Nicholas Denton, Eva Seymour, Kaarin Fairfax, Ryan A. Murphy, Neil Pigot, Julie Nihill, Arielle Thomas, and Charles Berthoud
Ryan A. Murphy
"Pillars" a Stellar Short Film from Australia
In 2013, Patch Adams Productions co-founders Arielle Thomas and Nicholas Denton combined forces to create one of Australia's up-and-coming production companies, a unique voice that has grown into a collective of like-minded artists committed to top tier creative expression.
Pillars, their latest short film, is an immensely engaging and emotionally honest film that explores, with simplicity yet authenticity, what happens when tragedy strikes a small coastal town and those left behind to deal with the tragedy must decide to either pick up the pieces and confront their own misgivings or allow the tragic cycle to continue.
Directed by Ryan A. Murphy and written by Nicholas Denton, who also stars in the film, Pillars is the kind of film that leaves you sort of verklempt as you watch the story unfold. It's no small task to make an audience care about characters within the span of your usual short film, but such is what happens in the 17-minute Pillars. Denton has penned a film that works beautifully as a short film, yet also feels like it could easily be expanded into a feature-length effort. The film's two key characters, Denton's Kieran and Eva Seymour's Tilly, are utterly compelling and it doesn't take long until everything that unfolds for them keeps your eyes glued to the screen and emotionally raw.
Seymour does a marvelous job of creating a sympathetic character, a young woman whose presence is deeply felt and so completely real that everything that unfolds feels even more impactful. As Kieran, Denton is perhaps more impacted than anyone in the coastal town by what unfolds yet is given very little room for his humanity. Denton portrays this conflict realistically, a tightly wound ball of anxiety and anger and just about every stage that Kubler-Ross could think of. Denton's is a less emotionally resonant performance, yet it's a performance that demands to be less emotionally resonant. It's sublime.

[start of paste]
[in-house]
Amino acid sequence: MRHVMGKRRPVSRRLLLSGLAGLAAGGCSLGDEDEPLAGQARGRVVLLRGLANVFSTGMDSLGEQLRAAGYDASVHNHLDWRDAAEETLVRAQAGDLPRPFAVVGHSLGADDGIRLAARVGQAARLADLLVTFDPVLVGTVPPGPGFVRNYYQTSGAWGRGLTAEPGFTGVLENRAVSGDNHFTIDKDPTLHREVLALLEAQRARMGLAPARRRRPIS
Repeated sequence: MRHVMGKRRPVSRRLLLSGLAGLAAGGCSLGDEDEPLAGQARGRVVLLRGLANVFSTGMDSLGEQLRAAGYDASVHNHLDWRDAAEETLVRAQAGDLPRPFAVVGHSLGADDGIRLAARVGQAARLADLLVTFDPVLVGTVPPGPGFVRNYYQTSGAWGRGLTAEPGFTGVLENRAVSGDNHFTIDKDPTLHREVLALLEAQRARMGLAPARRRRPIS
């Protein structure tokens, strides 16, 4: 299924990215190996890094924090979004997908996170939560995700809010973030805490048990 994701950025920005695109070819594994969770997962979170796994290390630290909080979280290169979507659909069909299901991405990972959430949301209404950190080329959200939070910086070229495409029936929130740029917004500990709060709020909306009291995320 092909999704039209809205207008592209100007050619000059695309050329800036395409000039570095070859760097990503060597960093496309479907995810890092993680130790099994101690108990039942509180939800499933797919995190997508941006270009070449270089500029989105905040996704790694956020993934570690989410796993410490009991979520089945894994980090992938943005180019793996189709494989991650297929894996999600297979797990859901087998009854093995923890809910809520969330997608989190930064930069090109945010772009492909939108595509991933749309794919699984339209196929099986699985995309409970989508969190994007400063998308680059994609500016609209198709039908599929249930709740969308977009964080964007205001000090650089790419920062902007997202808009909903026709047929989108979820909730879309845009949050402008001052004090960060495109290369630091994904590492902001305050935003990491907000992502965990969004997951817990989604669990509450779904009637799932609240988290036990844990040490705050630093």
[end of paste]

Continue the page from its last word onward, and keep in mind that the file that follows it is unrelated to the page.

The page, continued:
In a supporting role, kudos must be given to Kaarin Fairfax for her performance as Rosetta. Fairfax's scenes toward film's end are filled with quiet dignity and painful grace, lines delivered with such disciplined magnificence that they don't just feel real they are real. Ryan A. Murphy, while given less to do here, also deserves mention as the far angrier and far more willing to express it Rushie.
Pillars is still early in its festival run, though a positive screening in Australia's Flickerfest should be an indicator that the film's strong production values, stellar performances and powerful story will resonate with audiences. Thom Neal's lensing is top notch, while original music from George Farrar and Oliver Whitehead also contribute to the film's success.
For more information on Pillars, visit the film's website linked to in the credits and, most certainly, if the film arrives at a festival near you then you definitely don't want to miss it.
© Written by Richard Propes
The Independent Critic